Wednesday, March 02, 2005

Snow News Is Good News

Our meteorologists/forecasters in MARKET 117 are pretty good about not overblowing things, but I thought some of you might find this funny.

It's a satire from Paul Farhi of the Washington Post.

To: All ActionEyewitnessTVNews Personnel
From: News director
Subj: Snow coverage.

Folks: Just wanted to offer a few reminders about how our TV station covers
snowfall in the Washington area:

1. We mobilize "full team coverage" whenever snow is predicted, is falling
or has fallen. We also do it if snow might fall. Or if it happens to be
January, February or March.

2. Backdrop graphics: Before it snows, the sign on screen should read, "Snow
on the Way?" If we get 1 to 2 inches, it's "Snow Emergency!" Three to 7
inches: "Killer Storm!" Anything more, we run with "Avalanches, Cannibalism
Feared."

3. Anchors: Use dramatic verbs, even for minimal snow totals. Bad: "The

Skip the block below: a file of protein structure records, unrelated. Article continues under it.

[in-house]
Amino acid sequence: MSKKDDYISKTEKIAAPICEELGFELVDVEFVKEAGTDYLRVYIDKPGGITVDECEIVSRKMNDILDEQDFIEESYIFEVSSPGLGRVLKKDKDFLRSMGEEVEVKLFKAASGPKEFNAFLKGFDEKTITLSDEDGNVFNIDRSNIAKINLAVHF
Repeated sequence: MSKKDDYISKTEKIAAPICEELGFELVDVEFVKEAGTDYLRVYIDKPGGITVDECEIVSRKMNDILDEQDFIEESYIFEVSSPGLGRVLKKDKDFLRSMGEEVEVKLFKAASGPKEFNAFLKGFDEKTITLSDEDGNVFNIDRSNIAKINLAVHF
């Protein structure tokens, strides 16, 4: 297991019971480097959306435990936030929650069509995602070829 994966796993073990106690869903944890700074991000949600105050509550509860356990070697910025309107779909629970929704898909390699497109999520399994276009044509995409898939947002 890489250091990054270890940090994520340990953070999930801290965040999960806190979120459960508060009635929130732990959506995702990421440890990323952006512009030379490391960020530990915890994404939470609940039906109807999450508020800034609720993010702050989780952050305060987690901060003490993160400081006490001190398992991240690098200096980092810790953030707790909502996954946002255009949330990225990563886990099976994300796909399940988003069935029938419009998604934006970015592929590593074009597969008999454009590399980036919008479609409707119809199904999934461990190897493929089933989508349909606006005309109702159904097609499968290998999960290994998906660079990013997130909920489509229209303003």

region received a dusting today." Better: "Snow
paralyzed/pummeled/blasted/buried the Washington area today." Better still:
"Armageddon."

4. Reporting locales: The overpass. The city salt hut. The big-box hardware
store. The supermarket (remember: Any market in which three shoppers are
buying milk, bread or toilet paper simultaneously constitutes "panic
buying").

5. Interview subjects: Anyone out walking or driving in snow. (Required
question: "You're walking/driving . . . in THIS weather?") Cute kids home
from school. The first guy to buy a shovel at Home Depot.

6. Best winter-weather footage, in terms of ratings: a) Car/bus failing to
climb icy hill; b) More impressive snowfall somewhere else; c) Two cars
skidding into each other (will accept video of this occurring ANYWHERE in
U.S.).

7. Advice to weather forecasters: "Snow" is a terribly overused word.
Instead, use weathery sounding words such as "precip" or "wintry mix." When
in doubt, fall back on "the white stuff."

8. As soon as the snow stops, go with new graphic: "Winter Wonderland!"

And never admit we got the forecast wrong. Bundle up!

1 comment:

Anonymous said...

A month ago or so, I saw WJLA use computer animated graphics of falling snow in a frame around the news show.